While Welcoming Week was officially celebrated for 10 days this month, Sept. 9-18, we celebrate it all year long in Oakland County. Welcoming Oakland is an official county member of the Welcoming America network that brings together communities to reaffirm the importance of promoting inclusivity and celebrating the vast array of cultures that make our neighborhoods and towns so vibrant and exciting.
The theme of this year’s Welcoming Week celebration was #WhereWeBelong. All individuals throughout the county should understand that there is a place for them here.
In the last year or so, that’s been especially true for people fleeing the wars in Afghanistan and Ukraine. Through the Uniting for Ukraine initiative, more than 630 Oakland County residents have stepped up to sponsor and financially support families who have left Ukraine because of the war.
But Welcoming Week is about more than just helping resettle refugees. There are services, people, and organizations across Oakland County that are helping newcomers when they arrive in the state.
Oakland County provides many services to help our rapidly growing older adult community and those who care for them. While National Senior Citizens Day is on August 21 each year, we want to celebrate older adults all month and highlight resources that are available to them year round.
Additional resources and services are available within the county to help our community of older adults. Find a full list of services below to take advantage of:
Older Adult Services from Oakland County
Animal Shelter and Pet Adoption Center
C.A.T.S. (Companion Animals Touching Seniors) offers older adults the opportunity to foster a cat. The program lasts two months, in which the Oakland County Animal Shelter and Pet Adoption Center provides all the necessary supplies to care for the cat. When the foster period ends, the older adult has the chance to adopt the cat. The only fee they are asked to cover is for the license. For more information, contact Oakland County Animal Shelter and Pet Adoption Center at 248-858-1070 or email email@example.com.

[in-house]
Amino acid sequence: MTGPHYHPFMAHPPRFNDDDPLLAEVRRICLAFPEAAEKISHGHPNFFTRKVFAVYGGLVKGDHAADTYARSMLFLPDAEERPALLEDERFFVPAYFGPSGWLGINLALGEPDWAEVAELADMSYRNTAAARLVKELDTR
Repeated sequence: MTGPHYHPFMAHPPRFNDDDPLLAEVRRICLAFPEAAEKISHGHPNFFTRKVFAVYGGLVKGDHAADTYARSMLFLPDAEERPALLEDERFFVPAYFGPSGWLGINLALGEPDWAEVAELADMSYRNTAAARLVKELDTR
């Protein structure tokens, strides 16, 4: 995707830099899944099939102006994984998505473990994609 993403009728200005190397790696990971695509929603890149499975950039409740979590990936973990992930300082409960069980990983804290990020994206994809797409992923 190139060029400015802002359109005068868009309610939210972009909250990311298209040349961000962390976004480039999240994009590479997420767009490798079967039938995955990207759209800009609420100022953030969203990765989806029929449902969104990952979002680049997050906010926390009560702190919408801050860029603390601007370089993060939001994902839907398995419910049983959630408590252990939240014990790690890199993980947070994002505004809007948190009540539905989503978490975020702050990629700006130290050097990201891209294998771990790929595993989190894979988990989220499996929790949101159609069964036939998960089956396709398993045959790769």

The Oakland County Health Division offers a guide for older adults who are looking for information about aging well. Many resources are available for housing, health, medical, legal issues, and local services as well as other valuable information. Additional services the Health Division provides:
The Senior Market FRESH program is aimed at helping older adults eat healthier. Senior Market FRESH gives coupon vouchers to eligible older adults to get Michigan-grown fruit, vegetables, herbs, spices and honey from farmers markets.
Mark your calendars for the upcoming Senior Market Days:
The county’s Neighborhood Housing and Development Division offers reverse mortgages for those aged 62 or older. Housing Counselors can explain the program to you so you can make an informed decision on whether it is the right product for your household. They can also provide the necessary certificate to be able to apply for a reverse mortgage. Call to speak with an advisor: 248-858-5402.
Photos courtesy of Oakland County Parks and Recreation
Oakland County Sheriff Michael Bouchard’s 911 Emergency Senior Cell Phone Program is designed to equip seniors with a mobile means of contacting help in the event of an emergency. The cell phones are available to any Oakland County Senior Citizens free of charge. There is no monthly service fee to use the phone for emergency use.
“Our goal here is to reach any Oakland County resident struggling with food insecurity. We don’t want our families to scrimp on other essentials, like rent or utilities or medicines, so they can make sure they don’t go hungry.”
-Oakland County Executive Dave Coulter
The county is also allocating $250,000 to the Double Up Food Bucks program, which doubles the money for fresh produce at farmers markets for people eligible for food assistance.
60 is the new 50. Maybe it’s that 80 is the new 70. Either way, ideas about gray-haired people spending their days in rocking chairs are on the way out, and older adults are earning a new reputation as active and involved community members.
Oakland County is home to thousands of lakes and rivers our residents use for boating and paddling, fishing, and hunting. These outdoor activities can unintentionally disperse aquatic invasive species (AIS); non-native plants, animals, and other organisms that can harm our local economy, environment and even our health.
The CD3 Pilot Program utilizes mobile boat cleaning stations to empower local water enthusiasts to better protect Oakland County waterways. These stations help users to clean, drain and dry their watercraft, and to dispose of any living organisms (plant or animal) that may be clinging to the crafts. With support from Oakland County Parks and Recreation, the pilot program ran for the final weeks of the 2020 boating season, throughout the 2021 season, and just launched for the 2022 season.